Deficit Reduced Substantially, But Sequester Still Killing Jobs

When President Obama took office, the U.S. budget deficit was $1.4 trillion dollars.  In 2013, it was less than $680 billion.  In 2014, it’s projected to be about $514 billion.

And here’s more good news.  Revenues taken in by the federal government are expected to increase by 9 percent in 2014 to $3 trillion, while spending will increase by only 2.6 percent.

The increase in federal revenues is due to a few factors.  First, some tax cuts for businesses are set to expire.  Second, the Social Security payroll tax will also run out in 2014.  Finally, the overall economy is expected to continue to improve, thereby also providing an uptick in revenue.

So there’s no question that, since President Obama took office, we’ve seen an effort to cut the deficit.  But when Republicans gained control of the House of Representatives, they won the argument on how best to do so by insisting on the automatic budget cuts known as sequestration.  Those cuts are projected to reduce federal spending by $1.2 trillion over the next decade.  Sequestration has a downside, though.  The Congressional Budget Office has estimated that its cuts might result in the loss of as many as 750,000 jobs.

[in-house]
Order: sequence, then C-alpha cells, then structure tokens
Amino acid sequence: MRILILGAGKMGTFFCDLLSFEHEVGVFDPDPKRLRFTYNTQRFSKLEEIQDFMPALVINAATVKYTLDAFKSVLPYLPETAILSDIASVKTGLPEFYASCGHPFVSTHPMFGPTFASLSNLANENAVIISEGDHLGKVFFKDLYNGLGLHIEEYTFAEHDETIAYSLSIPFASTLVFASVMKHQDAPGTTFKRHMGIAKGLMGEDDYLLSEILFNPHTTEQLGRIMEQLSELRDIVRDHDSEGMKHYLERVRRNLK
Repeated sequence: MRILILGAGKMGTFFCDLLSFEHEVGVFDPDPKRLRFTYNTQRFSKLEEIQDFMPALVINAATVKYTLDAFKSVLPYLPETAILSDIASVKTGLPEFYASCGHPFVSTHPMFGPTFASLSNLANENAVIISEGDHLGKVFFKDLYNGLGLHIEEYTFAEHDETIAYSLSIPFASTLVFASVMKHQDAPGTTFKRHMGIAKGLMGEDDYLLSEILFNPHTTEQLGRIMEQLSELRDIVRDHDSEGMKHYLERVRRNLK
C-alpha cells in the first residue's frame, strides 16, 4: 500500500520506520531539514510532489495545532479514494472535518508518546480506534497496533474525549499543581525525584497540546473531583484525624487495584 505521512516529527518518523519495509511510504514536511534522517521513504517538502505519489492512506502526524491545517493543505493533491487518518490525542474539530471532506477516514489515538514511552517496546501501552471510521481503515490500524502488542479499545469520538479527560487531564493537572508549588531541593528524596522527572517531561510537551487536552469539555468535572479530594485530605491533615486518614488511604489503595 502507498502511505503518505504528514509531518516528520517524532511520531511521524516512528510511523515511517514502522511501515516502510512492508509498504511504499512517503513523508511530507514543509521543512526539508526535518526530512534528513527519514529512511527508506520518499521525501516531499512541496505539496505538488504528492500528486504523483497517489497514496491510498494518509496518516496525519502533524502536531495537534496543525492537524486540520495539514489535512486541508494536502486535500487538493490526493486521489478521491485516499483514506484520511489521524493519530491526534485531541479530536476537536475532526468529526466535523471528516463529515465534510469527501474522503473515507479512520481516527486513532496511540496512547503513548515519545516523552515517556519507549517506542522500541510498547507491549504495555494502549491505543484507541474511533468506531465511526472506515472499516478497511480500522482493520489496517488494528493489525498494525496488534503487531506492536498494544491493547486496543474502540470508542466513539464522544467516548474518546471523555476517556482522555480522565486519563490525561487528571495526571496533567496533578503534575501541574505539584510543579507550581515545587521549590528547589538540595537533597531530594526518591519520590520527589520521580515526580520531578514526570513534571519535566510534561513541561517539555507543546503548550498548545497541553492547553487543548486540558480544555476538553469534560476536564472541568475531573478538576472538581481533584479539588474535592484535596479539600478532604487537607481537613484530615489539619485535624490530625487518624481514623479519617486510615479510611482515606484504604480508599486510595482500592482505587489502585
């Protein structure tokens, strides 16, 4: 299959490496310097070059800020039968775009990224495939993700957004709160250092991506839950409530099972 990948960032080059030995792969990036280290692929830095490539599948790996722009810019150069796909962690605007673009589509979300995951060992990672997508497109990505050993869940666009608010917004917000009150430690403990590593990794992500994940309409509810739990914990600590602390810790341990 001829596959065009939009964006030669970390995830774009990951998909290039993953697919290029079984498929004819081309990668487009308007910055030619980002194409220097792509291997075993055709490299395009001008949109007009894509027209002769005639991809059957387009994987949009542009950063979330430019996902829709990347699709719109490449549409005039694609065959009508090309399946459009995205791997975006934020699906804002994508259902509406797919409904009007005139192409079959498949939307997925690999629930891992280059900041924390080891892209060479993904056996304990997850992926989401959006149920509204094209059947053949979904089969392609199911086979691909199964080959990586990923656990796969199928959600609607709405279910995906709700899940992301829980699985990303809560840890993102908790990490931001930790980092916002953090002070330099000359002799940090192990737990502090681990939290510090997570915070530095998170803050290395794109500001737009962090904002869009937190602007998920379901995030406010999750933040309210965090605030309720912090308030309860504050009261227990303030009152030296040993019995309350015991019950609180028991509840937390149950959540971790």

But even that statistic has a silver lining.  Congressional Democrats have put together a piece of legislation called the Stop the Sequester Job Loss Through 2014 Act, a law that may get rid of the more economically damaging elements of the horrible sequester policy.

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